06. Rondeau 10.12

Johann Karl Krumpholz: Harp Concerto in B flat major:
07. Allegro moderato 12.29
08. Andante con variazioni 5.41
09. Rondo, allegro 5:57

CD 2:

Karl Ditters von Dittersdorf: Harp Concerto in A major:
01. Allegro molto 6.37
02. Adagio 9.10
03. Rondeau, larghetto 3.33

Johann Georg Albrechtsberger: Harp Concerto in C major:
04. Allegro moderato 6.28
05. Adagio 9.45
06. Allegro 3.15

Johann Georg Albrechtsberger: Partita in F major:
07. Presto 3.49
08. Adagio 7.02
09. Menuetto 2.43
10. Finale, allegro 4.05

Georg Christoph Wagenseil: Concerto in G major, for harp, 2 violins, cello & orchestra:
11. Allegro 3.50
12. Andante 4.37
13, Vivace 5.11

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Johann Georg Albrechtsberger – Concertos For Jew’s Harp, Mandora And Orchestra (1984)

AlbrechtsbergerFCYes, yes, it’s a bizarre choice of instruments. But despite what one reviewer said, these works are sweetly written and very pleasant. Albrechtsberger is obscure as a composer, but well remembered as an influential theorist. He also served as a music teacher to Beethoven when he grew frustrated with Haydn, who had not the time to correct his work. These works are in the galant or rococo style, somewhere between baroque and classical (but closer to classical). These works must be understood in the context of the galant period. At that time, folk instruments had become very fashionable, and some composers became interested in them, such as Leopold Mozart, who wrote for the alp horn, hurdy-gurdy, bagpipes, and so on. The mandora, a type of lute, has a good sound, and the jew’s harp is surprisingly melodious considering the fact that the fundamental pitch does not vary. All in all, this is very pleasant music, and even the non-musical will be entertained by the sheer quirkiness of it. (by R. Folk)Really, it has to be heard to be believed. Recordings of the Jew’s Harp Concerto have been amusing music students at parties for years. It is one those oddities that one will find it hard to resist adding to one’s collection.I recommend this with many caveats. There is a good reason why Albrechtsberger is a virtual unknown (if not for the Jew’s Harp Concerto, he would be completely off the musical radar), and the novelty of these pieces is really the only thing that can recommend this recording. However, you probably already had guessed that. (by chefdevergue)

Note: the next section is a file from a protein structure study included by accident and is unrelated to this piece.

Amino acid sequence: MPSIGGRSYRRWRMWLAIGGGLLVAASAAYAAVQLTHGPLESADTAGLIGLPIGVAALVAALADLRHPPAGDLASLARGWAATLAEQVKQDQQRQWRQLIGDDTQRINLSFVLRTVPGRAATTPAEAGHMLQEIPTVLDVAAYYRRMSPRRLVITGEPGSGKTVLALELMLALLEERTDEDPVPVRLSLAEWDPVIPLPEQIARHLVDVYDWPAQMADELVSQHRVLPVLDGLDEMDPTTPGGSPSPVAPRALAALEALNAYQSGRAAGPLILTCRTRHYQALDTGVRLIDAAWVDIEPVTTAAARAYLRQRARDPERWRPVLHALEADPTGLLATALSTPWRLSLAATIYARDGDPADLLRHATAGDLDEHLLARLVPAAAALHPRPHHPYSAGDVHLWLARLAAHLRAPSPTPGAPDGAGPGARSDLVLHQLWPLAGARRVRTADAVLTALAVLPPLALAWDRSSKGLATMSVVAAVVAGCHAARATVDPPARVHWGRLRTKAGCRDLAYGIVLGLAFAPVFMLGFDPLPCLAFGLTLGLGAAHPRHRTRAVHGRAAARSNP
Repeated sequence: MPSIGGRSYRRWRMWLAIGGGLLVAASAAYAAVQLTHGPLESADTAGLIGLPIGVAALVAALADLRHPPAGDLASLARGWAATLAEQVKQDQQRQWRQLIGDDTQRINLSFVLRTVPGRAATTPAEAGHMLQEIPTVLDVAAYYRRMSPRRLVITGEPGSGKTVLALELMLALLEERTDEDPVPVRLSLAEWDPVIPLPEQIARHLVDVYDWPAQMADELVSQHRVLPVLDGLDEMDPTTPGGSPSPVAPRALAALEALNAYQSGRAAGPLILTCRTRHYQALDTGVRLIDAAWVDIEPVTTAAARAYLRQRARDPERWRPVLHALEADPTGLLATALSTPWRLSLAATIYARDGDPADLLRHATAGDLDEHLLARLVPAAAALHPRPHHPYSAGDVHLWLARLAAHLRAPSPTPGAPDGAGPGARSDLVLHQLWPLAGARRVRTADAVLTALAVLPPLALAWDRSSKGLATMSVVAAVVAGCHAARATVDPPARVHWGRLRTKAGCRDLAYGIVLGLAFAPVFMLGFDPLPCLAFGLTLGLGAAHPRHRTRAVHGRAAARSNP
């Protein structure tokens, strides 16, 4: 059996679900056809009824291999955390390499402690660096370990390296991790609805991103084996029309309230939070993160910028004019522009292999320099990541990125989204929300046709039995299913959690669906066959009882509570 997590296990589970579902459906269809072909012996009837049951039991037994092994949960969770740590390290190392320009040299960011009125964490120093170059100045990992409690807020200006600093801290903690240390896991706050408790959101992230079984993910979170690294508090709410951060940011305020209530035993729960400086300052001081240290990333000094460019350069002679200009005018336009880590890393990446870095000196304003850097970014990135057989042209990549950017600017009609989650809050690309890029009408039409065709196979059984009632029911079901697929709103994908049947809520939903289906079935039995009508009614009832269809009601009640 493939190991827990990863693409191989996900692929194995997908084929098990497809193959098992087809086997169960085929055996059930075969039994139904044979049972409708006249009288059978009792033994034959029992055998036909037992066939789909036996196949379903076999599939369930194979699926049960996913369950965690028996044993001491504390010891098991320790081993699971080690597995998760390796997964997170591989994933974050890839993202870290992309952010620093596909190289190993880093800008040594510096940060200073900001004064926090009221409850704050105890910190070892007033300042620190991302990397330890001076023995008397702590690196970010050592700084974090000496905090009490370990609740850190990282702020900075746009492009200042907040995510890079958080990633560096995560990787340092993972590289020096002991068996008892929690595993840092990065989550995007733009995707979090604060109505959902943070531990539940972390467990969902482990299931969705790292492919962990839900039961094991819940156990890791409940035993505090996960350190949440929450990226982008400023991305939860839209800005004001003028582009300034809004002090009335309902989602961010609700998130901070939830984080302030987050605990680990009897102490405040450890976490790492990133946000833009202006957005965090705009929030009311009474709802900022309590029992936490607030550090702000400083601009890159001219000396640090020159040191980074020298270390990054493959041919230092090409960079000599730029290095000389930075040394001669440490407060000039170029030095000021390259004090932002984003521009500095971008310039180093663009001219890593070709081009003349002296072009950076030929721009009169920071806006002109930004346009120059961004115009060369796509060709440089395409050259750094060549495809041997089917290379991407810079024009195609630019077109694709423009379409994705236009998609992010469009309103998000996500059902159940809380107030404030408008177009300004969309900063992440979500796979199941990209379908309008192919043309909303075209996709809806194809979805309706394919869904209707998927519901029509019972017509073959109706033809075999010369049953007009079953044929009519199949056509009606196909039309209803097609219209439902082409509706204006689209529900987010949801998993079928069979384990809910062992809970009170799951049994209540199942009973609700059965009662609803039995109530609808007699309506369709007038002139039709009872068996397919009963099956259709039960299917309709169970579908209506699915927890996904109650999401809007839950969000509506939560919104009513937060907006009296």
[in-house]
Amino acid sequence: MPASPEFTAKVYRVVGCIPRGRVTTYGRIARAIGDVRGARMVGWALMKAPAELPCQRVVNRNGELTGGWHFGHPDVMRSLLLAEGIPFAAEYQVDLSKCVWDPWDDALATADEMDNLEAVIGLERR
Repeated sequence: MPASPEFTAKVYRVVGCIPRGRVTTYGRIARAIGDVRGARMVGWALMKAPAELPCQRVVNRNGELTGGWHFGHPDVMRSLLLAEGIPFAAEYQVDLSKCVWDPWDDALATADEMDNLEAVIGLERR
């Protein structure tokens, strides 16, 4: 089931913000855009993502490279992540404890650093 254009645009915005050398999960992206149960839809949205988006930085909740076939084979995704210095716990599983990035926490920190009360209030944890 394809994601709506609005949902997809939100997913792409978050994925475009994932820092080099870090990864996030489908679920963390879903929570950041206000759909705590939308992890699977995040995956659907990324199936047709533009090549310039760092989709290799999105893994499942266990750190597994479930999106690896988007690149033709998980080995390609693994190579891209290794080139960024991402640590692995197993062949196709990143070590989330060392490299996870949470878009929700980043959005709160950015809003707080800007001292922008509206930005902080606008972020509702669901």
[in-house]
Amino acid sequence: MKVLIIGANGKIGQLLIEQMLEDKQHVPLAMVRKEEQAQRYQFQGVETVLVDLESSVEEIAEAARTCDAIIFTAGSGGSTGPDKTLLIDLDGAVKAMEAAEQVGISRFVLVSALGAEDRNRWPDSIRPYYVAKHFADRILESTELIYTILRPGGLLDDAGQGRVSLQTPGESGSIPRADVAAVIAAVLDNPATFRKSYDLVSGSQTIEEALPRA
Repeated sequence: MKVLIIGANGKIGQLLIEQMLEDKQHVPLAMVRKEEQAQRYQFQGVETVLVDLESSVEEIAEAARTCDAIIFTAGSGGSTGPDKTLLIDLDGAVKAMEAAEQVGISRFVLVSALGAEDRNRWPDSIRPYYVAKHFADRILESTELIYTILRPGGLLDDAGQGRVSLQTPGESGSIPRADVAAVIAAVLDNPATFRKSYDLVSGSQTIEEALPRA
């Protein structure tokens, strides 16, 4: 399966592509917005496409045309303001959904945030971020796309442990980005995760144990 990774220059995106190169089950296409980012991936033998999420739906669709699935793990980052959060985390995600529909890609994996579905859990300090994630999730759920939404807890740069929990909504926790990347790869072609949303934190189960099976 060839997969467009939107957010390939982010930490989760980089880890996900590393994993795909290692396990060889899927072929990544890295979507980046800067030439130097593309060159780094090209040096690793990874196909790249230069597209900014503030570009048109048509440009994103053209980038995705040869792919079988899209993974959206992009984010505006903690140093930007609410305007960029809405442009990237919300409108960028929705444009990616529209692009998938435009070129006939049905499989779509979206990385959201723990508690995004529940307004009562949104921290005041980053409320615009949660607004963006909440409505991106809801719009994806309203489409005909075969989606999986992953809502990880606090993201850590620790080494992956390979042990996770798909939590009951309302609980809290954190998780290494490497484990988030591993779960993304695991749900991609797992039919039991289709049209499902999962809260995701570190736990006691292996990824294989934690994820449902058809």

Albrechtsberger
Johann Georg Albrechtsberger: February 3, 1736 – March 7, 1809

Personnel:
Fritz Mayr (jews harp)
Dieter Kirsch (mandora)
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Munich Chamber Orchestra conducted by Hans Stadlmair

Tracklist:

Concerto for Jews Harp, Mandora & Orchestra in E major:
01. Tempo moderato (Albrechtsberger) 6.38
02. Adagio (Albrechtsberger) 7.17.
03. Finale – Tempo de menuetto (Albrechtsberger) 6.34

Concerto for Jews Harp,Mandora & Orchestra in F major:
04. Allegro moderato (Albrechtsberger) 4.40
05. Andante (Albrechtsberger) 6.38
06. Menuetto. Moderato (Albrechtsberger) 3.58
07. Finale – Allegro molto (Albrechtsberger) 3.08